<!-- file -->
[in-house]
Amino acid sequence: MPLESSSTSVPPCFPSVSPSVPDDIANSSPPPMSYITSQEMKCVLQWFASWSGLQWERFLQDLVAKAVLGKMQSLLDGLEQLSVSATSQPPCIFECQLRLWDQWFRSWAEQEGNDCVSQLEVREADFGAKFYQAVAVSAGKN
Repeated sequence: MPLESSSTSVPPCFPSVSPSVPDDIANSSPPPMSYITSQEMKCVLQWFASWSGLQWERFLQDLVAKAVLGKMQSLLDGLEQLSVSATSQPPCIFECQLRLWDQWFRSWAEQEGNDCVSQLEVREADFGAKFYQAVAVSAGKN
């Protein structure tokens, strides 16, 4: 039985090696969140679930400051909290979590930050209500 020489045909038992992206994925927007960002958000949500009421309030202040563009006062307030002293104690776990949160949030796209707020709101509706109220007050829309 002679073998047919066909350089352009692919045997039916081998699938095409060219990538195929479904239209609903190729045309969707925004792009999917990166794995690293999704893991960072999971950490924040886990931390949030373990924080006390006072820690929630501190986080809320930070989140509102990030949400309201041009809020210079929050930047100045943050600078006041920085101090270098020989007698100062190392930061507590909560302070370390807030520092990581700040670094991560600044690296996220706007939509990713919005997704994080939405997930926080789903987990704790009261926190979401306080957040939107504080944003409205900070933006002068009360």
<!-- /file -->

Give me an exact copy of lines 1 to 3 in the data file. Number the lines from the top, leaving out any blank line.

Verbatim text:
[in-house]
Amino acid sequence: MPLESSSTSVPPCFPSVSPSVPDDIANSSPPPMSYITSQEMKCVLQWFASWSGLQWERFLQDLVAKAVLGKMQSLLDGLEQLSVSATSQPPCIFECQLRLWDQWFRSWAEQEGNDCVSQLEVREADFGAKFYQAVAVSAGKN
Repeated sequence: MPLESSSTSVPPCFPSVSPSVPDDIANSSPPPMSYITSQEMKCVLQWFASWSGLQWERFLQDLVAKAVLGKMQSLLDGLEQLSVSATSQPPCIFECQLRLWDQWFRSWAEQEGNDCVSQLEVREADFGAKFYQAVAVSAGKN